Youn Sun Nah's rejection of a multi-record deal with French outfit Label Bleu to preserve her artistic freedom indicated that a change was in the air, following five recordings with her French 5tet band. Signed up by German label ACT, Nah released two critically and commercially successful albums, Voyage
(2009) and Same Girl
(2010), with the same core group of guitarist Ulf Wakenius
, bassist Lars Danielsson
and percussionist Xavier Desandre-Navarre. Both albums borrowed from the language of jazz, folk and pop, though Same Girl
marked a stylistic shift towards emotionally edgier material. On Lento
, Nah goes deeper still into the emotional psyche and, as the title suggests, slows things down in the process.
Generally, the arrangements are stripped down to the bare essentials; Nah is accompanied only by Wakenius's acoustic guitar on the title track, an ode to the caressing balm of nature, and on "Hurt," Nine Inch Nail singer Trent Reznor's melodically beautiful yet anguished account of drug abuse. On both numbers Nah's delivery is intimate and soulful. There's a similar soul-laid-bare intimacy in the vocal and bass intro to "Lament"; "My life is short and my days are running, as fast as you loved me, as fast as you left me," Nah sings, and there's striking contrast between the singer's slow, poetic delivery and accordionist Vincent Peirani's cheery lines.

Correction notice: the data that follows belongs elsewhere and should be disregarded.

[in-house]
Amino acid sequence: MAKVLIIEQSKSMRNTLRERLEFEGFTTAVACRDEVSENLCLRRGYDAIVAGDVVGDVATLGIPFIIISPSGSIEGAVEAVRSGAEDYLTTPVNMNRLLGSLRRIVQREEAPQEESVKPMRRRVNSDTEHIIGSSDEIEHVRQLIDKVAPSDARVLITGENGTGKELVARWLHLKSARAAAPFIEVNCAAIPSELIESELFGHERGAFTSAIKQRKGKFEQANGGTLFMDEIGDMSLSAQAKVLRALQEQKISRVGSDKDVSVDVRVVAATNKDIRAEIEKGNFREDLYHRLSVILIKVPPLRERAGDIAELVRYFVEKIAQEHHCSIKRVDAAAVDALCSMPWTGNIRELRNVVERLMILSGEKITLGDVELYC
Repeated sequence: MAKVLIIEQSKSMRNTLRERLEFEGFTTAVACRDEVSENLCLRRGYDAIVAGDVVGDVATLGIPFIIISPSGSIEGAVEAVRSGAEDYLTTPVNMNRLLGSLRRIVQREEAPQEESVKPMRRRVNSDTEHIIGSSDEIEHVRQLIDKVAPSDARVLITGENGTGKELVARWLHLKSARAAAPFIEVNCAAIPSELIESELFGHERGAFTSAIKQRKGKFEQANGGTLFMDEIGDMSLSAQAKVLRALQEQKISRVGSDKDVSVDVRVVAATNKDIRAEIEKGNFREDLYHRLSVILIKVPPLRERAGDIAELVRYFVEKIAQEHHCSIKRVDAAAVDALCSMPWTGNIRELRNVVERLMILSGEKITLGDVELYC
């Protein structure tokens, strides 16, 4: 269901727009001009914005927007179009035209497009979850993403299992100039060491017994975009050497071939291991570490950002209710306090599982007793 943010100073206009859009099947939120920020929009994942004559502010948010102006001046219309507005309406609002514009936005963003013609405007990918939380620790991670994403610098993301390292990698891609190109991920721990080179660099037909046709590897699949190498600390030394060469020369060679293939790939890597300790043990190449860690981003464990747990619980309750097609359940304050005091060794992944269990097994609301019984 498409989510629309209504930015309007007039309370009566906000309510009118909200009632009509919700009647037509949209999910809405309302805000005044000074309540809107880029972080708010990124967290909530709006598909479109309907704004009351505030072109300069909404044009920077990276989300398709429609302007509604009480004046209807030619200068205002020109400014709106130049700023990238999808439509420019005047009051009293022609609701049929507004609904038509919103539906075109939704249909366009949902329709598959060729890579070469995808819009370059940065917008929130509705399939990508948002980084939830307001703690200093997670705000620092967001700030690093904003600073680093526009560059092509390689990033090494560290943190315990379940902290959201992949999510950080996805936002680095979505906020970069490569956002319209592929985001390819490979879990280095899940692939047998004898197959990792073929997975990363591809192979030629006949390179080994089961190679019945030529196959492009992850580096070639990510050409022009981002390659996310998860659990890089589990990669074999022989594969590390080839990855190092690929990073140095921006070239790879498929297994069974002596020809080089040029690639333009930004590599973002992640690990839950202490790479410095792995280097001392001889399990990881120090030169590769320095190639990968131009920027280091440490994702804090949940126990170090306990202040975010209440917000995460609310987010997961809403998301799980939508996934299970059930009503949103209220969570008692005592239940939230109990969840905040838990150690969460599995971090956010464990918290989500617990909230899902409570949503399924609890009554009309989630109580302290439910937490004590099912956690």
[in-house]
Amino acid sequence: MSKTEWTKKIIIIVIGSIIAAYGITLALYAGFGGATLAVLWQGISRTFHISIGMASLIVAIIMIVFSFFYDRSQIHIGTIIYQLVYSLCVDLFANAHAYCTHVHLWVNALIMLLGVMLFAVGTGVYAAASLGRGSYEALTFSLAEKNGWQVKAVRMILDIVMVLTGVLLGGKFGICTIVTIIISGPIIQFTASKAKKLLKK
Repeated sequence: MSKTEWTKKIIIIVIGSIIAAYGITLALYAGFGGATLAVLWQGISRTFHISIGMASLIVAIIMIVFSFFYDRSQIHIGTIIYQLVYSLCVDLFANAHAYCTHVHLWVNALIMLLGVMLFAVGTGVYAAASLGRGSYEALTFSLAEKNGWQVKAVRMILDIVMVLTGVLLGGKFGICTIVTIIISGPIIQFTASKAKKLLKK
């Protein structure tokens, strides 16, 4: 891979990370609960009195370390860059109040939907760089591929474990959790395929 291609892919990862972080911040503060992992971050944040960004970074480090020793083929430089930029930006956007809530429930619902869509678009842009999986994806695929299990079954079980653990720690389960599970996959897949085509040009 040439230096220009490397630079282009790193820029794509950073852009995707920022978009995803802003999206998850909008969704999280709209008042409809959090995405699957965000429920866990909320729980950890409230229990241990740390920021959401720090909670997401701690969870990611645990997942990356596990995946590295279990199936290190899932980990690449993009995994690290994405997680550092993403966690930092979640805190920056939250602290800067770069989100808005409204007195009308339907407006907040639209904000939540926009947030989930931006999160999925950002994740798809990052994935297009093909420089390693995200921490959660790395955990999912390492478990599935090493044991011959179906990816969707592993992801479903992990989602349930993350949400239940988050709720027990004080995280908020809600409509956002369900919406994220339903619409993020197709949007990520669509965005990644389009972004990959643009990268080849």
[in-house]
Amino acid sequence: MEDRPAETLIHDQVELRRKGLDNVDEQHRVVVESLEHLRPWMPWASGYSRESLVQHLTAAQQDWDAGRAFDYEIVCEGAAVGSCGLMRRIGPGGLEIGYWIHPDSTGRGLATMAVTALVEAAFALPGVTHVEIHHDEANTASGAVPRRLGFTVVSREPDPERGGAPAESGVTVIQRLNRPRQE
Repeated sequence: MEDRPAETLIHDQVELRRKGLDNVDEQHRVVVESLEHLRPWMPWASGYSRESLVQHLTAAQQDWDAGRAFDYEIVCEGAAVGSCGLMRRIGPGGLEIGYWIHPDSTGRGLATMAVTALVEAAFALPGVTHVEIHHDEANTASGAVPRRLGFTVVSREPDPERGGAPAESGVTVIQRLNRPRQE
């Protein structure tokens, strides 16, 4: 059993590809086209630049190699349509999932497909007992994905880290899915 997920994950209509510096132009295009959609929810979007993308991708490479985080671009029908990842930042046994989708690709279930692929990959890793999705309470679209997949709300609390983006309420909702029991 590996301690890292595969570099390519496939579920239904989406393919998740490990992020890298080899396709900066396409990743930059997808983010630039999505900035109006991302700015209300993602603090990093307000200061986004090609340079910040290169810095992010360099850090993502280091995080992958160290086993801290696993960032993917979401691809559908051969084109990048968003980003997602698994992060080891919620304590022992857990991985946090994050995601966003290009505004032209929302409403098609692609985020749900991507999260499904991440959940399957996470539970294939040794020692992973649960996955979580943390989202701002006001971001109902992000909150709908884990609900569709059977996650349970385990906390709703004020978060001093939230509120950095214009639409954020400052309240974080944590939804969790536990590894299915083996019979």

On "Soundless Bye," another examination of inner hurt, Nah sings, "I've been hurting but my tongue won't say anything," on what could almost be a prologue to "Lament." Though not a blues in style, Nah is clearly at home with its inherent spirit; Issues of genre aside, Nah's poignant delivery throughout Lento
is never less than convincing. "Waiting," with Danielsson on cello, is melodically sweeter, though the silence of the "summer rain at dawn" that Nah sings of gives way to a "battlefield of lost love."
The high speed unison lines that have become something of a trademark between Nah and Wakenius get a run out on the percussion-driven "Momento Magico," as the singer gives rein to her impressive range and technique. In her idiosyncratic, Tom Waits
-esque version of "Ghost Riders in the Sky" Nah joins the Grateful Dead
, Johnny Cash and Elvis Presley
as artists who have interpreted Stan Jones' 1948 country song. Nah explores her roots on the hauntingly pretty Korean folk song "Arirang," with gentle accompaniment courtesy of Wakenius on acoustic guitar and Peirani on accordinaa hybrid between accordion and mouth organ.
Thematically, there's a suite-like thread to Nah's compositions, though "New Dawn," a mixture of melancholy and quietly voiced optimism, looks towards the future "like a flower waiting to bloom," rather than providing any happy resolution to Lento
's tales of love dying and love lost.
Nah's eclecticism makes her difficult to pin down and Lento
will only add to the "is she a jazz singer?" debate. Nah certainly can
do jazzand plenty more besidesbut Lento
is simply a singer/songwriter's album of great intimacy, poetry and charm, and Nah's most personal statement to date.